A Welsh Tory MP has called for the return of dog shock collars to Wales.
Electronic collars used to train dogs have been banned in Wales since 2010, and a similar law has been proposed by senior ministers in England.
But David Jones, a former Welsh secretary, said new data made it clear that “the ban has failed and, paradoxically, is leading to many animal deaths”.
The MP for Clwyd West said “there is a significant concern for sheep in Wales. Sheep are ransacked by dogs and dogs are slaughtered by farmers.
His comments come as the NFU released data showing that Welsh farmers suffered £306,068 in losses from dog attacks last year, compared to £68,408 in Scotland.
The Welsh government responded that electronic collars “cause pain” and that it had “no intention of reviewing this decision”.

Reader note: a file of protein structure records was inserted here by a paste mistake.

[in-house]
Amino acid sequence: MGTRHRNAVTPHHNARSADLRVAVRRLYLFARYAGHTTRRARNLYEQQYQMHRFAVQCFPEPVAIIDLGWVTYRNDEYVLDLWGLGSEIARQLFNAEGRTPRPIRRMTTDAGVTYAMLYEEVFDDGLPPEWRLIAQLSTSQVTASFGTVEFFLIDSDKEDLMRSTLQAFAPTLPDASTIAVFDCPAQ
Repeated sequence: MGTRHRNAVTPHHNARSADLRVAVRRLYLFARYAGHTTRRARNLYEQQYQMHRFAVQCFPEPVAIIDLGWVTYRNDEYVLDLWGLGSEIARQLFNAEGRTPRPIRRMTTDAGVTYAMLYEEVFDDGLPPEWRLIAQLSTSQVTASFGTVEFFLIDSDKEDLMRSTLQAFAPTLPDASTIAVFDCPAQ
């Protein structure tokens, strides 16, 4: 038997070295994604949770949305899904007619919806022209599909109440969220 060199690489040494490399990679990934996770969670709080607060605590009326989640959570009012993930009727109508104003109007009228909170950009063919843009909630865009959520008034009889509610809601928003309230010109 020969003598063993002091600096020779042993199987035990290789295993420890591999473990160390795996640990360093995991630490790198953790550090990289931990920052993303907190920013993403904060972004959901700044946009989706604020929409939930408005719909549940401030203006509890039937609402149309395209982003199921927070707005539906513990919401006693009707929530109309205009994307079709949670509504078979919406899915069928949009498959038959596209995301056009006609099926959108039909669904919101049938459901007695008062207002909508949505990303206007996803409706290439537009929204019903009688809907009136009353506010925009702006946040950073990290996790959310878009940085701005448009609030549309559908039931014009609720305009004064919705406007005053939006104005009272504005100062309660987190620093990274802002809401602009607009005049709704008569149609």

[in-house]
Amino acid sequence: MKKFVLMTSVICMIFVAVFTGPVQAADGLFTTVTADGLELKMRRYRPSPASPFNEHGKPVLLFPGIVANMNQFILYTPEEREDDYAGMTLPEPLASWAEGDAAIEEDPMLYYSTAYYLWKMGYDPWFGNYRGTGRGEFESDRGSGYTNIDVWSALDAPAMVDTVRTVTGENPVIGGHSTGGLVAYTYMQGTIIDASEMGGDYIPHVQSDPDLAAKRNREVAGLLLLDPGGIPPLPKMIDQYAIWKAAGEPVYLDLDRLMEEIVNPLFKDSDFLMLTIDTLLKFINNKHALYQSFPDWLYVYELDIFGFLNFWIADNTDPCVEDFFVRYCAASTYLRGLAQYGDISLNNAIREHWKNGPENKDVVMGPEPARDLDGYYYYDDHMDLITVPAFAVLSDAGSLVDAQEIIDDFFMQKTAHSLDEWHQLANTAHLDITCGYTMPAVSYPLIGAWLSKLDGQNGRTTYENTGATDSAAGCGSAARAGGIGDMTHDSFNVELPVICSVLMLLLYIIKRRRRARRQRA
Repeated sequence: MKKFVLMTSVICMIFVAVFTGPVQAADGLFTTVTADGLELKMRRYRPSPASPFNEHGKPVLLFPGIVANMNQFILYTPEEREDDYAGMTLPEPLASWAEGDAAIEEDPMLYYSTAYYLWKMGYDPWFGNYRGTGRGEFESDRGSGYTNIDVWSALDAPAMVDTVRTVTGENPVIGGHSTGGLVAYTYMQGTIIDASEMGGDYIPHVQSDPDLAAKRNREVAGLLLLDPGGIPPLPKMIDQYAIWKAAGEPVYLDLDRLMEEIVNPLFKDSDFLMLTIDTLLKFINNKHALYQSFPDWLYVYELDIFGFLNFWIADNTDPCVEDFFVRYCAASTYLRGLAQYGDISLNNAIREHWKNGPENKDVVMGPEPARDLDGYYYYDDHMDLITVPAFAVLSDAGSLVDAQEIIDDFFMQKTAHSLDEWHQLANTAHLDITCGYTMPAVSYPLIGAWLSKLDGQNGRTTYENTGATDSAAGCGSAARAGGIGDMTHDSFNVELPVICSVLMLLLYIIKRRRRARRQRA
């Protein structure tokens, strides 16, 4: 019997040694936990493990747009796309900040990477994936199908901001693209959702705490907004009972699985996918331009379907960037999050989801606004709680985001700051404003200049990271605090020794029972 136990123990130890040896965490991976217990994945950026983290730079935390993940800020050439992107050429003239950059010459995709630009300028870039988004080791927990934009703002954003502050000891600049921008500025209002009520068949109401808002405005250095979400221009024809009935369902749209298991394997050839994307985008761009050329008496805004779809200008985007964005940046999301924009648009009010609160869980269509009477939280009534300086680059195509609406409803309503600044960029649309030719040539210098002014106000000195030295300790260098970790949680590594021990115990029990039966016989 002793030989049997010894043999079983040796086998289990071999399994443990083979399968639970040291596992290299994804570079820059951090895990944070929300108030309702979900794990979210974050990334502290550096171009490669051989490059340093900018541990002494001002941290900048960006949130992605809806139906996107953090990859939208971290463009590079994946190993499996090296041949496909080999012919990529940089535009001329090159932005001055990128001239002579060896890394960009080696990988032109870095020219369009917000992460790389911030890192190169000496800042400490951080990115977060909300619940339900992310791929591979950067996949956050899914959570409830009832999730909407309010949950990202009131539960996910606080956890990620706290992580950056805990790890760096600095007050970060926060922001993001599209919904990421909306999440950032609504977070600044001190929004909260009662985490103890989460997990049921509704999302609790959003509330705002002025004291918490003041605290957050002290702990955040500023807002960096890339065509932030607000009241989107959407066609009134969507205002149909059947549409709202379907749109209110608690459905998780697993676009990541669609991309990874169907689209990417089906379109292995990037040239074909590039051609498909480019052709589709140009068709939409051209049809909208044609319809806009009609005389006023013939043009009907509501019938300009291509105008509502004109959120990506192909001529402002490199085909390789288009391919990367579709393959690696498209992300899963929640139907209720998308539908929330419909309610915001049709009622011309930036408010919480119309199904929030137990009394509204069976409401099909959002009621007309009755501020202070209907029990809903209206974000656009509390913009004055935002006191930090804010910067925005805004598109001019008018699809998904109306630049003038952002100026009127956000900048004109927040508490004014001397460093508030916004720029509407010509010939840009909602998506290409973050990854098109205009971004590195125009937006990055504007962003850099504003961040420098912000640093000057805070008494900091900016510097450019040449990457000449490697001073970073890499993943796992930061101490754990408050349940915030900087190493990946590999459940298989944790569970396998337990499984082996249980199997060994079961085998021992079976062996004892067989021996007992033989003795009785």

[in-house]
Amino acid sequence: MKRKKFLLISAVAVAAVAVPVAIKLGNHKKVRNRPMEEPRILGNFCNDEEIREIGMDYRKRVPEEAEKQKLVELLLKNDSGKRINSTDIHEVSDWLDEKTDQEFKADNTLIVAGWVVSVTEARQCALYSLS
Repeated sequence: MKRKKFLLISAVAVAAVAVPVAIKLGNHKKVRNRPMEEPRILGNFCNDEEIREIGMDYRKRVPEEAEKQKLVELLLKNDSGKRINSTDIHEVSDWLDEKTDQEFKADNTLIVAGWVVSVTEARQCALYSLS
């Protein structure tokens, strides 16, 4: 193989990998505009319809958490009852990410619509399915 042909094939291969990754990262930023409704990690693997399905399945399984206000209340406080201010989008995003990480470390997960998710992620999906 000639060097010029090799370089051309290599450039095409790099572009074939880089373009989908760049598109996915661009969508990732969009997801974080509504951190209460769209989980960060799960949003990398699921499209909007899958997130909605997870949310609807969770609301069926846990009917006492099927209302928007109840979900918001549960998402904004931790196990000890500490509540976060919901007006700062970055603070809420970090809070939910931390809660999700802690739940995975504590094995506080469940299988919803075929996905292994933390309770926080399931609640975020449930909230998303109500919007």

In 2018, current Leveling Up Minister Michael Gove introduced legislation proposing to ban training collars, in which dogs are given an electric shock, saying they cause “harm and suffering”.
The Welsh Government today urged owners to keep their dogs under control around sheep and other livestock as the end of the lambing season nears and with young lambs now in the fields.
Rural Affairs Minister Lesley Griffiths said: ‘Dog attacks on sheep and other farm animals are an issue we take very seriously and very sadly we continue to see cases where animals are seriously injured or killed.
“The majority of owners do what it takes to control their dogs, but there are others who don’t.
“The costs – financial and emotional – to those who own or find dead and injured animals are totally unacceptable, as are the implications for animal welfare.”
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